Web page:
I was single. I had no pet. I had nothing to lose and so very much to gain.
To be honest, I didn’t expect to enjoy my time in Germany very much. I mean, tiny town in northeastern Germany? No thanks. But access to Eurail and all the up until now almost mythical countries it could take me to? Hell yes!
The moment I found myself sitting on the Champs de Mars watching the Eiffel Tower sparkle, I could hardly believe that this was actually my life. A girl whose wildest dreams had been a comfortable house on the East Coast with a big fridge, a flourishing savings account and a nice job. I felt like I had made it in a way I had never allowed myself to imagine before.
I had never imagined that I would visit Europe — I had never dared to. So on that night, lights shining down on me as I played with the settings on my camera to hide the tears that were threatening to fall, I was amazed at how far I had exceeded my original expectations of running away from home.
Little did I know that this was just the beginning…
OK, so I had gone beyond my wildest dreams of traveling the world. To be honest, that was more than I expected, and I thought I would eventually head back home, this trip a pleasant memory. But then my birthday happened.
On my 30th, 20 people from 11 countries speaking 8 different languages dressed up in handmade costumes came together at a friend’s apartment to celebrate with me.
And one of those friends ended up being an intrepid French guy who, as it turns out, was up for the challenge of an intercontinental intercultural interracial relationship across an ocean.
I told him I was looking for a partner, not just another boyfriend. I didn’t have time or energy for that. Since I was leaving soon, I decided to jump in. At least I could enjoy myself that much more before the end.
But this man, who had previously spent his vacation time and money enjoying travel and visiting family, decided he was going to make a real effort and instead used it all on visiting me in the US.
Together, we did a bit of traveling of our own. A cross-country roadtrip from New Jersey to Colorado. A quick trip to Vegas. A cruise down to the Bahamas with a stop at Cape Canaveral. A week in Chicago. Two weddings and a baptism in France.
All this time and travel and experience led up to a perfectly imperfect proposal on the sofa after coming home from a sushi dinner. Next came the whirlwind civil marriage, organized in only 6 weeks so that I could get my visa and we could finally live together on the same continent.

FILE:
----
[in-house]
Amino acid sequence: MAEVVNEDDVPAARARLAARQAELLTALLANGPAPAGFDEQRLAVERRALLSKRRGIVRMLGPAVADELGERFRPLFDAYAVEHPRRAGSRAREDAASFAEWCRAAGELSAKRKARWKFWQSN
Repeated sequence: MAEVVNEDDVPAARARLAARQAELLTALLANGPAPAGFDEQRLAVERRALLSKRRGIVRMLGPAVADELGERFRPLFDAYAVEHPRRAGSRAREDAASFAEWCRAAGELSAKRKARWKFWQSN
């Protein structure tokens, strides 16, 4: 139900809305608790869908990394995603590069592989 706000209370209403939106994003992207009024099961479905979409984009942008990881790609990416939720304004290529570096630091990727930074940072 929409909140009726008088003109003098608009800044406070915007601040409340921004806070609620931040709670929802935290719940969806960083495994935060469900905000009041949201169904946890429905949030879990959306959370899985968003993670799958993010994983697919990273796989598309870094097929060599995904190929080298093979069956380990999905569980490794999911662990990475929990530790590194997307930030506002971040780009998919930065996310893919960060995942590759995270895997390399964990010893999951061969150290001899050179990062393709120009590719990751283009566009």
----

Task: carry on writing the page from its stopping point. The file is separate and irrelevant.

I had far exceeded any dream or fantasy or bit of creative future forecasting that I had previously been capable of.
And now, 5 years later, we spend our evenings watching Netflix and YouTube Play-Alongs. Our 14-month-old baby crawling around on the floor exploring and wreaking havoc. My life is as normal as can be, save the fact that my son receives comments and instruction from his father in French and his daycare teacher in German, and songs and chat from me in English.
So I’m still running away from home. Though each move seems to take me further and further away from the small city I grew up in, they seem to bring me closer and closer to myself. The experience I craved when I was younger has become my reality.
I am still running, yet I’m no longer running away.
Now I am running toward things: possibilities, experiences, knowledge. I never meant to run away. I always meant to run toward new, better and exciting things. I’m doing that now. It’s what I meant to do all along.
Tiana Dodson is a certified holistic health coach who’s out to destroy the belief that you have to skinny to be happy and healthy. Through her work as The Fat Health Coach, she guides women to reconnect with their bodies through pragmatic self-care practices rooted deeply in self-compassion. The result? Finding out that your “right now” body has actually been the right body all along.
Ready to start a new relationship with your body? Join her on the journey to health and happiness right here.